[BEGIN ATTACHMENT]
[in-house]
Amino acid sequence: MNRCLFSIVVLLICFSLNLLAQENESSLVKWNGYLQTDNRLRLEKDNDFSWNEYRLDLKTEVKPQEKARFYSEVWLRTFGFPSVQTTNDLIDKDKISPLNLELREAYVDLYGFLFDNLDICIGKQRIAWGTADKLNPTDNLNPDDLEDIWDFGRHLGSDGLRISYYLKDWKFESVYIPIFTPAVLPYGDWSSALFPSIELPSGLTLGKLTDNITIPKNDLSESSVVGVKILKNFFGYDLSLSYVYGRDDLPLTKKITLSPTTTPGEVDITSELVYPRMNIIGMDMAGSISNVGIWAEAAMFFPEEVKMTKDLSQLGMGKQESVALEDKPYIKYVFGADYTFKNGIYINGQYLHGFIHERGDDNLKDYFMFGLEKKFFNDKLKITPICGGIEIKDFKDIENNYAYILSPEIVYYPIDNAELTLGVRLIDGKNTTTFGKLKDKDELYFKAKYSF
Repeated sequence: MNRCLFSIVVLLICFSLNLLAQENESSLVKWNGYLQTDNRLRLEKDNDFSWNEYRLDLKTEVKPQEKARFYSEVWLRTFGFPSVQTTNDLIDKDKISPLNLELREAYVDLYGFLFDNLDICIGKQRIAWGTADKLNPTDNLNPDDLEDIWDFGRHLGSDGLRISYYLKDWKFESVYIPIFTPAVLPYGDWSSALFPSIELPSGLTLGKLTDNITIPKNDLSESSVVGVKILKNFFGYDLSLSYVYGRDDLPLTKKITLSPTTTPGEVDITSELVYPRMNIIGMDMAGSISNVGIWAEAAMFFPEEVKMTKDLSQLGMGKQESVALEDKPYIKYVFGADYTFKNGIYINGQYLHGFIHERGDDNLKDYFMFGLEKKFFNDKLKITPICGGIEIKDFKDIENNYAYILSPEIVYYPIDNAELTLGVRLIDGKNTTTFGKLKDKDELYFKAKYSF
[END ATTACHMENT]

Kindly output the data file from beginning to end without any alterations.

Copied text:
[in-house]
Amino acid sequence: MNRCLFSIVVLLICFSLNLLAQENESSLVKWNGYLQTDNRLRLEKDNDFSWNEYRLDLKTEVKPQEKARFYSEVWLRTFGFPSVQTTNDLIDKDKISPLNLELREAYVDLYGFLFDNLDICIGKQRIAWGTADKLNPTDNLNPDDLEDIWDFGRHLGSDGLRISYYLKDWKFESVYIPIFTPAVLPYGDWSSALFPSIELPSGLTLGKLTDNITIPKNDLSESSVVGVKILKNFFGYDLSLSYVYGRDDLPLTKKITLSPTTTPGEVDITSELVYPRMNIIGMDMAGSISNVGIWAEAAMFFPEEVKMTKDLSQLGMGKQESVALEDKPYIKYVFGADYTFKNGIYINGQYLHGFIHERGDDNLKDYFMFGLEKKFFNDKLKITPICGGIEIKDFKDIENNYAYILSPEIVYYPIDNAELTLGVRLIDGKNTTTFGKLKDKDELYFKAKYSF
Repeated sequence: MNRCLFSIVVLLICFSLNLLAQENESSLVKWNGYLQTDNRLRLEKDNDFSWNEYRLDLKTEVKPQEKARFYSEVWLRTFGFPSVQTTNDLIDKDKISPLNLELREAYVDLYGFLFDNLDICIGKQRIAWGTADKLNPTDNLNPDDLEDIWDFGRHLGSDGLRISYYLKDWKFESVYIPIFTPAVLPYGDWSSALFPSIELPSGLTLGKLTDNITIPKNDLSESSVVGVKILKNFFGYDLSLSYVYGRDDLPLTKKITLSPTTTPGEVDITSELVYPRMNIIGMDMAGSISNVGIWAEAAMFFPEEVKMTKDLSQLGMGKQESVALEDKPYIKYVFGADYTFKNGIYINGQYLHGFIHERGDDNLKDYFMFGLEKKFFNDKLKITPICGGIEIKDFKDIENNYAYILSPEIVYYPIDNAELTLGVRLIDGKNTTTFGKLKDKDELYFKAKYSF